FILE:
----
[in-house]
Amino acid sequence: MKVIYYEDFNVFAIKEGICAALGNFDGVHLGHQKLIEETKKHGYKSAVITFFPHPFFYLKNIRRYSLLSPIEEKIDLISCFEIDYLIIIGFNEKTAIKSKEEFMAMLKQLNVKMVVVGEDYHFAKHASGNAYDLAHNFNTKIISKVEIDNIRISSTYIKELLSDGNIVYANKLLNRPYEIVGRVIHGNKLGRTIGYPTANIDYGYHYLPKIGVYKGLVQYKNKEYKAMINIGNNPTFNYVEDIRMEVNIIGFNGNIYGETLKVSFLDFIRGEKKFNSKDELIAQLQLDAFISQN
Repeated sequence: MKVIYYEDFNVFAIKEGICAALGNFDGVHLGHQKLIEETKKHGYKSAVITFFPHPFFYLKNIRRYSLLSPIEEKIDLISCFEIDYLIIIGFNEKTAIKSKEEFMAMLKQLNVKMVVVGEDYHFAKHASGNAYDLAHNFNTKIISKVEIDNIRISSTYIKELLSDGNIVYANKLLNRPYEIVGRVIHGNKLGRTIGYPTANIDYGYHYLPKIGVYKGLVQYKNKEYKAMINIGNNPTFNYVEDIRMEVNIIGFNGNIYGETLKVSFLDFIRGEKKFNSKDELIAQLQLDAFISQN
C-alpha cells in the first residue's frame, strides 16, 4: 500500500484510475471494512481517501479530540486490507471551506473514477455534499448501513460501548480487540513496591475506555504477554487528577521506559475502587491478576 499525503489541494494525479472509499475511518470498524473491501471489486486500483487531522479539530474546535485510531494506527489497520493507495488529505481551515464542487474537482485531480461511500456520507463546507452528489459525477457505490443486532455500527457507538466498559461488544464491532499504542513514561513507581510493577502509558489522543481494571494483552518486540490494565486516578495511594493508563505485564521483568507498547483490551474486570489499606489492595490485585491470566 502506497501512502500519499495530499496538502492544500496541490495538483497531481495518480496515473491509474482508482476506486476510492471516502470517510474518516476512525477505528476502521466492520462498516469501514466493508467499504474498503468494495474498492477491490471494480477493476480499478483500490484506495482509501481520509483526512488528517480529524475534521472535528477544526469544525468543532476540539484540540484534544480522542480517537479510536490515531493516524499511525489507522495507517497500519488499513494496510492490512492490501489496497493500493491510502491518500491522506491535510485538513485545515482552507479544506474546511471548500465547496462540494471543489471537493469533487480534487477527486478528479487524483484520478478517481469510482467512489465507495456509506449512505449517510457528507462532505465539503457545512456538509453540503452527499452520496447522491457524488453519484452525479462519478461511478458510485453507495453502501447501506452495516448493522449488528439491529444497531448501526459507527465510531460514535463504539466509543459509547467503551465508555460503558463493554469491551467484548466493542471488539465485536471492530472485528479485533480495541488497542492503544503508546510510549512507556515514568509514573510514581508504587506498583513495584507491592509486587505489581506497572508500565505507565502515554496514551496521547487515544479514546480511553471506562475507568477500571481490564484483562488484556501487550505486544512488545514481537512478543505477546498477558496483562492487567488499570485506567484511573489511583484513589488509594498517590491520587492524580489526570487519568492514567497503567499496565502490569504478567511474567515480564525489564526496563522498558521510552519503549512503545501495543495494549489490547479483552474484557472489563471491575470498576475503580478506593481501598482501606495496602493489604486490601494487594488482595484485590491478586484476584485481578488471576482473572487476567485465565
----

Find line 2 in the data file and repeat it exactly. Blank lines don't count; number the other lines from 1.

Amino acid sequence: MKVIYYEDFNVFAIKEGICAALGNFDGVHLGHQKLIEETKKHGYKSAVITFFPHPFFYLKNIRRYSLLSPIEEKIDLISCFEIDYLIIIGFNEKTAIKSKEEFMAMLKQLNVKMVVVGEDYHFAKHASGNAYDLAHNFNTKIISKVEIDNIRISSTYIKELLSDGNIVYANKLLNRPYEIVGRVIHGNKLGRTIGYPTANIDYGYHYLPKIGVYKGLVQYKNKEYKAMINIGNNPTFNYVEDIRMEVNIIGFNGNIYGETLKVSFLDFIRGEKKFNSKDELIAQLQLDAFISQN